The shooting tragedy at Sandy Hook Elementary School shed light on the importance of providing early intervention for troubled youth through counseling services, sparking discussion at the state and national level. Meanwhile, Monroe has no formal counselling programs for its young people.
Police Chief John Salvatore says many juvenile justice cases are being pushed back to the communities, adding most are not criminal but behavioral.
"We don't really have anything to handle that," he said. "We don't really have anything in this town."
Social Services Dir. Barbara Yeager requested $10,000 in her 2013-14 budget to start up a Youth Services Bureau in town. However, a majority vote of the Town Council had reduced it to zero.
Last week, the Board of Finance agreed to not only restore it, but to provide $25,000 in seed money.
"I'm not sure $10,000 is enough," Board of Finance Chairman Mark Reed said.
Reed said he wanted Yeager to be able to pay someone to work at least a half-day throughout the week.
Ted Quinlan, a Board of Finance member, asked, "What's the right number to do the job?"
Yeager said she has not looked into everything yet, but it would be somewhere between $45,000 to $50,000.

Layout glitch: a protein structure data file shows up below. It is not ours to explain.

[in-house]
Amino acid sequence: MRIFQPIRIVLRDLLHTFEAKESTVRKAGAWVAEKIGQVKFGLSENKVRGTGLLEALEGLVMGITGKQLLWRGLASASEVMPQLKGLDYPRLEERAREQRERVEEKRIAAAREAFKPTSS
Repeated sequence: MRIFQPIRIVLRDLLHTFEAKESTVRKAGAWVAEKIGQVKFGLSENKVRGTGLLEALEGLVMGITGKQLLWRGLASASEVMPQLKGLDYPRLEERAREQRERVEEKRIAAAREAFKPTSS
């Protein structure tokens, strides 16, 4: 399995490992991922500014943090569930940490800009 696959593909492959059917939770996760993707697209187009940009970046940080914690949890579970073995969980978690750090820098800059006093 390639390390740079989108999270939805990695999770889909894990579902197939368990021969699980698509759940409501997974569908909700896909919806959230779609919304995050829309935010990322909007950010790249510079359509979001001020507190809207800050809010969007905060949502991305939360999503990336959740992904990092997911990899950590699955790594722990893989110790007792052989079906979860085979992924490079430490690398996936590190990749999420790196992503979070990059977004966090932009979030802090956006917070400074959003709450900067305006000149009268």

She was going to use the $10,000 to contract out services. Monroe's counseling cases used to be handled by Family Services of Woodfield, but when costs rose the town discontinued the program in 2010, according to Yeager.
Monroe Needs a Coordinator
Currently, Yeager assists with cases as much as she can and Monroe's youth officers do a lot of work and follow up, Salvatore said. But he added Monroe should have a youth bureau with a full-time employee to coordinate everything. There are also confidentiality issues with cases that police officers are not supposed to be privy to, the chief noted.
"It won't work if it's not coordinated," Yeager said.
Salvatore said Monroe has applied for and been turned down for grants. "I think it's because we don't have youth services in town," he said.
Salvatore said a youth services coordinator usually has a counseling background and Yeager said she wants someone with an Master of Social Work (MSW) degree.
Yeager said the program would serve as a "first step" to evaluate cases brought by families and the schools and connect people with the services they need. For instance, if there is domestic abuse, the Center for Women & Families of Eastern Fairfield County would be notified.
"Do people pay at a reduced rate? And is that realistic?" Board of Finance Vice Chairman Michael Manjos asked.
"Yes, because other towns do it," Yeager said. "It's a sliding scale, some poor [families] pay nothing."
On a related topic, Trumbull Monroe Health District Dir. Patrice Sulik said the district will work with "stakeholders" to come up with local plans to address alcohol and substance abuse issues.